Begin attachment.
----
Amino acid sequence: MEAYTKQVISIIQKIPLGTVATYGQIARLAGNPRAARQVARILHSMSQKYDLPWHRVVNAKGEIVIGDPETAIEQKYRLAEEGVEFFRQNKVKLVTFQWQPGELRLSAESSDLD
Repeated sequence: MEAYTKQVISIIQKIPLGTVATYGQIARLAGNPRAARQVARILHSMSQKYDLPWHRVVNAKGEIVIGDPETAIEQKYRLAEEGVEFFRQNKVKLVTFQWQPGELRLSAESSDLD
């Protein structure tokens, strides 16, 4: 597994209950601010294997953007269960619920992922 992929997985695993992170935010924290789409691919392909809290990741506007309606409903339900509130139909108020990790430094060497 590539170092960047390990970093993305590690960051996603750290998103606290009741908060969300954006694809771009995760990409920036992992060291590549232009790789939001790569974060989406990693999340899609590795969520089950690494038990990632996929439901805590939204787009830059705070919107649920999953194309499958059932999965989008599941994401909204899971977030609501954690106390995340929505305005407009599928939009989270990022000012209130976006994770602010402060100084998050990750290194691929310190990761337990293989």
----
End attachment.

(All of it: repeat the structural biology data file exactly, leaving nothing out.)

Amino acid sequence: MEAYTKQVISIIQKIPLGTVATYGQIARLAGNPRAARQVARILHSMSQKYDLPWHRVVNAKGEIVIGDPETAIEQKYRLAEEGVEFFRQNKVKLVTFQWQPGELRLSAESSDLD
Repeated sequence: MEAYTKQVISIIQKIPLGTVATYGQIARLAGNPRAARQVARILHSMSQKYDLPWHRVVNAKGEIVIGDPETAIEQKYRLAEEGVEFFRQNKVKLVTFQWQPGELRLSAESSDLD
């Protein structure tokens, strides 16, 4: 597994209950601010294997953007269960619920992922 992929997985695993992170935010924290789409691919392909809290990741506007309606409903339900509130139909108020990790430094060497 590539170092960047390990970093993305590690960051996603750290998103606290009741908060969300954006694809771009995760990409920036992992060291590549232009790789939001790569974060989406990693999340899609590795969520089950690494038990990632996929439901805590939204787009830059705070919107649920999953194309499958059932999965989008599941994401909204899971977030609501954690106390995340929505305005407009599928939009989270990022000012209130976006994770602010402060100084998050990750290194691929310190990761337990293989």